The Queen of Spades continues to deliver in these high-profile performances. Her confidence is clearly higher than it has ever been, and like Johnny Gargano, she has become synonymous with TakeOver specials.
The post-match attack by Shirai, which saw her use a kendo stick before delivering a moonsault with the assist of a steel chair, was a great way to further the feud without having to book a title change or tired old disqualification.
Shirai seems poised to dethrone Baszler sooner rather than later. But for now, unless the champion is getting called up to the main roster imminently, this was the right decision.
NXT Championship Match: Johnny Gargano vs. Adam Cole
In New York in April, Johnny Gargano realized his dream of capturing the NXT Championship by defeating Adam Cole in a Best 2-Out-of-3 Falls match. Without the safety net of extra falls, Gargano defended his title against Cole in the main event of Saturday's historic TakeOver: XXV.
An early exchange left Cole on the floor, needing to regroup. Gargano maintained control through the opening moments, with Cole repeatedly attempting to create space but finding himself on the receiving end of a targeted attack to the left arm by the champion.
Not to be outdone, and recognizing the significance of the moment, Cole seized an opening and attacked his opponent's knee.
Gargano fought through the pain, delivered a big kick and a step-up enzuigiri. A tornado flatliner then earned him a two-count.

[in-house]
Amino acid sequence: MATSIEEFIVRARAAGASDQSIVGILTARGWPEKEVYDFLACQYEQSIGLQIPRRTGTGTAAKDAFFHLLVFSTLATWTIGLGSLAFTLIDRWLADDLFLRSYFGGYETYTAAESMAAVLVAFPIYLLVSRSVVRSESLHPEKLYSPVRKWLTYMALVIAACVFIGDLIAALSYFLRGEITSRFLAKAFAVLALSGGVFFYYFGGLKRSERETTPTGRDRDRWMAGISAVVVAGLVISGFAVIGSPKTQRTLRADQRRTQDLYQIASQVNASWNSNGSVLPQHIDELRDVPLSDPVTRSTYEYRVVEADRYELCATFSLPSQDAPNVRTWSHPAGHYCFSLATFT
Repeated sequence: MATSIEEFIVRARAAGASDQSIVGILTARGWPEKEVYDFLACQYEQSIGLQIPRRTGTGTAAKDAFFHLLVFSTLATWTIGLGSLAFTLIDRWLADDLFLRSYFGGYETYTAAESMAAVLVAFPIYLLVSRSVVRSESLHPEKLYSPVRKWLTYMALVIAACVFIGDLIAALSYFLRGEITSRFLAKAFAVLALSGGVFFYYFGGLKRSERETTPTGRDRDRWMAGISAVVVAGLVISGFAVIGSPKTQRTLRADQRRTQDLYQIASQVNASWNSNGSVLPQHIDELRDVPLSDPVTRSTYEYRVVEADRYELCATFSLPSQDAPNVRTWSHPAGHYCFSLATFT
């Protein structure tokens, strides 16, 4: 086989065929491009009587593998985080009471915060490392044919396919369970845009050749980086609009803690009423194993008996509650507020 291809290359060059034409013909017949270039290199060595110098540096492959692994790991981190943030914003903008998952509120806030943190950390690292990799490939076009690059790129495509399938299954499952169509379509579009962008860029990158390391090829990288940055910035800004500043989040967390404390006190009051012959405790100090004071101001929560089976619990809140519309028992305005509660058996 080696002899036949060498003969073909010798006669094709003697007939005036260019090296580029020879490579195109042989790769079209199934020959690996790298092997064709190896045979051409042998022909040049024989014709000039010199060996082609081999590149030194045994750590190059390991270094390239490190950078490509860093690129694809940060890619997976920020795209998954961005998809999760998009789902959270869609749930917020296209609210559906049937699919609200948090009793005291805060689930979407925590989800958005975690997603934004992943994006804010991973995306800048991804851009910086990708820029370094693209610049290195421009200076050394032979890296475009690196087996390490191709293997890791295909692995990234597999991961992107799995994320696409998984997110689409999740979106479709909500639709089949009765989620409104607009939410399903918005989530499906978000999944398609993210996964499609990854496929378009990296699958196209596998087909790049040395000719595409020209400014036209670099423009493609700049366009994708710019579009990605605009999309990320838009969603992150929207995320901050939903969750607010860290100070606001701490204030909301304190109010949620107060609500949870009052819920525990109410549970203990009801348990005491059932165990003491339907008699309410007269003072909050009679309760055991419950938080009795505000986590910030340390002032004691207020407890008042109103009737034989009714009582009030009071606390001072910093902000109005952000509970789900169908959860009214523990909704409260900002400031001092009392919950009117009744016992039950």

Cole answered moments later with a backstabber to a flying Gargano for a near-fall of his own. He followed up shortly thereafter with a burning hammer facebreaker for another two-count as frustration began setting in.
Champion and challenger exchanged forearms and then traded superkicks both in and out of the ring, leaving them lying on the arena floor as Ranallo reminded fans of the champion's advantage that states a title cannot change hands on a count-out.
A slingshot DDT back into the squared circle scored Gargano a two-count. A double stomp to the back of Cole's neck left the challenger staggered. Before Gargano could execute a short sidekick, Cole rolled to the floor. A momentary delay by Gargano allowed Cole to catch him with an ushigoroshi on the floor.
He withstood an attempt by the challenger to finish him off and applied the Garga-No Escape. Cole fought out, though, and applied the Figure Four. Forced to endure tremendous pain in his injured knee, Gargano nearly had his shoulders pinned to the mat.
Injuries to both men set in and forced them to strike each other with whatever available limbs they had left.